Indeed, two aspects of automation distinguish the hand-painted portrait from the computer-generated one. First, there is the automation of rendering. Painting is a physical act, with each brushstroke laid by hand (Donath 2011). The algorithmic portrait, like a photograph, is produced by a machine; the artist need not ever touch the final object. Second, and more radical, is the automation of observation. Though a photograph is machine made, the artist observes the subject, decides when to shoot, and often chooses the most evocative (or flattering) shot among numerous images. With the algorithmic portrait, the artist, having finished designing the algorithm, need never see the subject or the subject’s data. Photography automated the hand; algorithmic portraits automate the eye.
Traditional artists create portraits based on their responses to individual sitters, often spending days, even months, in close quarters with the subject. The artist with a portrait-machine can depict people without establishing any relationship with them; indeed, data-portraitist and subjects usually never meet. The subjects of data portraits, like the subjects in street photographs, are often unaware that they are being portrayed.
Yet in some ways, the line between algorithmic and handmade portraits is not as clear as it first seems. Artists bring their existing set of skills and techniques to each portrait. Some are highly attuned to each sitter, while others churn out rote images, applying their technique identically to each sitter. You need not look further than fifteen-minute pastel portraits commissioned for $20 in many tourist districts, or even at a gallery filled with nearly identical white-ruffed seventeenth-century nobility, to see that handmade portraits can be inexpressive and conventional, efficiently produced by following a set of painterly rules.
On the other hand, following rules and having a degree of separation from your subject do not rule out the creation of expressive and evocative portrayals. It depends on the rules and tools. Computational portraits can incorporate sophisticated algorithms that highlight the most salient features for evoking the individual. The programmer/artist, who never sees the subject nor touches the portrait, can in effect respond individually and meaningfully to different subjects.
One approach is to highlight how the subject differs from a given norm. Caricature works this way, by exaggerating the features that differentiate the subject. A facial caricature exaggerates features such as a prominent nose or small eyes:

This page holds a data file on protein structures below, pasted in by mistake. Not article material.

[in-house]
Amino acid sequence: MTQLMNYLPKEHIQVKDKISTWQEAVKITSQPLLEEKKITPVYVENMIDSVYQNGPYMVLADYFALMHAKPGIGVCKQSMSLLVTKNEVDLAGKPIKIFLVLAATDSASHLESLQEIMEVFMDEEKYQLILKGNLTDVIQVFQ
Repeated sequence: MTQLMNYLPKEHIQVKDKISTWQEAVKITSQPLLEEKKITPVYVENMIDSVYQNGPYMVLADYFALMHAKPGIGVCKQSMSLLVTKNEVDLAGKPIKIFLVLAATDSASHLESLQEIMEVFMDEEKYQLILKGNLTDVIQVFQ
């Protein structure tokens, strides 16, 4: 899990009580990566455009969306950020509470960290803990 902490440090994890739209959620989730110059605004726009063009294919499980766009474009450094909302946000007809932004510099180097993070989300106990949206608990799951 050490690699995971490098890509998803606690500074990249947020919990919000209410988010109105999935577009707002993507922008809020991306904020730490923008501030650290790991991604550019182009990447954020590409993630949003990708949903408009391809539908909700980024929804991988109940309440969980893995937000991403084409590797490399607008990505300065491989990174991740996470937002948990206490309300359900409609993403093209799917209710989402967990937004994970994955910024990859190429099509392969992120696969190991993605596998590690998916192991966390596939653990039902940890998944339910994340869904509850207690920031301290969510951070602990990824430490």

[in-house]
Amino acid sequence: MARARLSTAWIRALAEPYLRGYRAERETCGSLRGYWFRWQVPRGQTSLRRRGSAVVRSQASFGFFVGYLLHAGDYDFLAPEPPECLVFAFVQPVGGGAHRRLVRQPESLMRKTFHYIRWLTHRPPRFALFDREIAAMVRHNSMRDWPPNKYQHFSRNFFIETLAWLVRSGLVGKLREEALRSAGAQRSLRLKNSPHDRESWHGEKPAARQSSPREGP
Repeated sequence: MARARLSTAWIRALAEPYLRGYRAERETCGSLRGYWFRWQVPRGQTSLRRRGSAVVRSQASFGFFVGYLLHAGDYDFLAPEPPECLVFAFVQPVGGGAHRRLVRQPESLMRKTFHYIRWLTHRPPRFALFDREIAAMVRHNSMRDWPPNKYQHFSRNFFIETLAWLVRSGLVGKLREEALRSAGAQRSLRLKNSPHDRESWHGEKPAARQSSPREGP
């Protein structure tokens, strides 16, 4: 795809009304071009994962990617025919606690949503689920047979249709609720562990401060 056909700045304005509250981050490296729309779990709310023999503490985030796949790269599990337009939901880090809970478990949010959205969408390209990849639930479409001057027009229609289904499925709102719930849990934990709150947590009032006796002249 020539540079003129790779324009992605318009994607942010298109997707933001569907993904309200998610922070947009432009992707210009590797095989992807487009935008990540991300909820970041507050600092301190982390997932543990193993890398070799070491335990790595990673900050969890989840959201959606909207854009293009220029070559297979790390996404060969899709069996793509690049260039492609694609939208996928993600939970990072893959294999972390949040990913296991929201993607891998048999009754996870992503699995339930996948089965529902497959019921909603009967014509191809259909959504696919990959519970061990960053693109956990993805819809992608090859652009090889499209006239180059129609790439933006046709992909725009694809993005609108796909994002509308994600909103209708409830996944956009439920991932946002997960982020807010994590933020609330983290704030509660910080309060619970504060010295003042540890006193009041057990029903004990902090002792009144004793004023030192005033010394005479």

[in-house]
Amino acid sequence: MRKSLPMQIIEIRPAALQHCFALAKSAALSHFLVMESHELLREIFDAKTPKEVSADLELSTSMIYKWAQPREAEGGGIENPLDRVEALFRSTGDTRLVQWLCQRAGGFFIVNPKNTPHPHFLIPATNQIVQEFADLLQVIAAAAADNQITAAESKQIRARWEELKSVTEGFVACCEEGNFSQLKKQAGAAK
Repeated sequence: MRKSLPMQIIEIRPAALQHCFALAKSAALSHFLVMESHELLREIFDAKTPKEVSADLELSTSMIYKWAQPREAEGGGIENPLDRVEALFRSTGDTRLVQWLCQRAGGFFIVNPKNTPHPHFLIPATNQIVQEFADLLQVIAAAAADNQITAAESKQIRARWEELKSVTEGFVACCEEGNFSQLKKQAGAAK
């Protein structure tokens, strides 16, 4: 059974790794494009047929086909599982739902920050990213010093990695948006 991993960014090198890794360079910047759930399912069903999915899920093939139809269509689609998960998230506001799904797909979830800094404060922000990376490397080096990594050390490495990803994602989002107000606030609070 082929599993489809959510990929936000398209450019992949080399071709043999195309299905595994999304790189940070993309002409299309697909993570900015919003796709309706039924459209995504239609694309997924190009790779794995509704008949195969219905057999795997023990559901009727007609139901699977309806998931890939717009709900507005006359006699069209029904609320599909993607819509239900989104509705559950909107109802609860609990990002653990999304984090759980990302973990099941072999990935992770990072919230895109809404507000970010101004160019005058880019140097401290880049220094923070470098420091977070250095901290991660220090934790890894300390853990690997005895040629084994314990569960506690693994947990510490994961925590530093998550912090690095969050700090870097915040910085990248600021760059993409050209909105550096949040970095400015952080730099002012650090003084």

[Caricature] is a transformation which amplifies perceptually significant information while reducing less relevant details. The resulting distortion satisfies the beholder’s mental model of what is unique about a particular face. Caricature … can be considered a sophisticated form of semantic bandwidth compression. (Brennan 1985, 170)
What makes a caricature expressive is which features the artist chooses to amplify. For eyes alone, one could consider their overall size a feature, or how widely spaced they are, or their shape or angle. One could exaggerate the lines around them, the bags under them, or the eyelashes lining them. The artist’s task is to determine which of the myriad possible features distinguish the subject in an interesting way.
We can use a caricature-like approach to highlight characteristic words and phrases in a body of text. “Term frequency–inverse document frequency,” or TF-IDF (Salton 1988), is a statistical method of determining how significant a word is in a collection of words. Given some definition of normal word-frequency distribution, this method compares how frequently a given word occurs in a collection relative to its expected frequency. A word receives more weight the more frequently it appears, offset by giving little weight to common words.
Caricature exaggerates perceptually significant features that differ from a given norm (see figure 8.15). A traditional artist works from an internalized model of what constitutes an ordinary face. Different norms will result in highlighting different features as unusual and significant. Caricatures of people of a different race than the artist’s norm will exaggerate the differences in typical facial structure between the two races.
Verbal portraits that use caricature-like techniques to highlight significant words must also choose their norms carefully. Lexigraphs I, which visualizes English-speaking Twitter users, compares their words with the norm of a large collection of Twitter updates, rather than the English language as a whole. Words such as “tweet” or “follower” are relatively rare in general, but very common on Twitter; using this corpus prevents words that are common in this setting from being part of the portrait. If, however, you wanted to exaggerate for an outside audience the clichés of Twitter jargon, you could use ordinary English as the norm: the resulting portrait would be an exaggerated version of what makes someone’s Twitter-speech so different from ordinary verbal exchange, and might feature, along with mentions of tweets and followers, many shortened words, abbreviations such as MT (modified tweet), and also different subject matter: a big proportion of my postings to Twitter—much bigger than their role in my everyday conversation—are mentions of political news stories and design innovations.
Themail, described in a previous chapter, varies the norms it uses in order to create a multilayered portrait of a pair of people. The background shows the words that typify all their correspondence in the context of general English usage, while the foreground shows how their discussion topics changed over time, found by setting their words for that period against the corpus of all their interactions.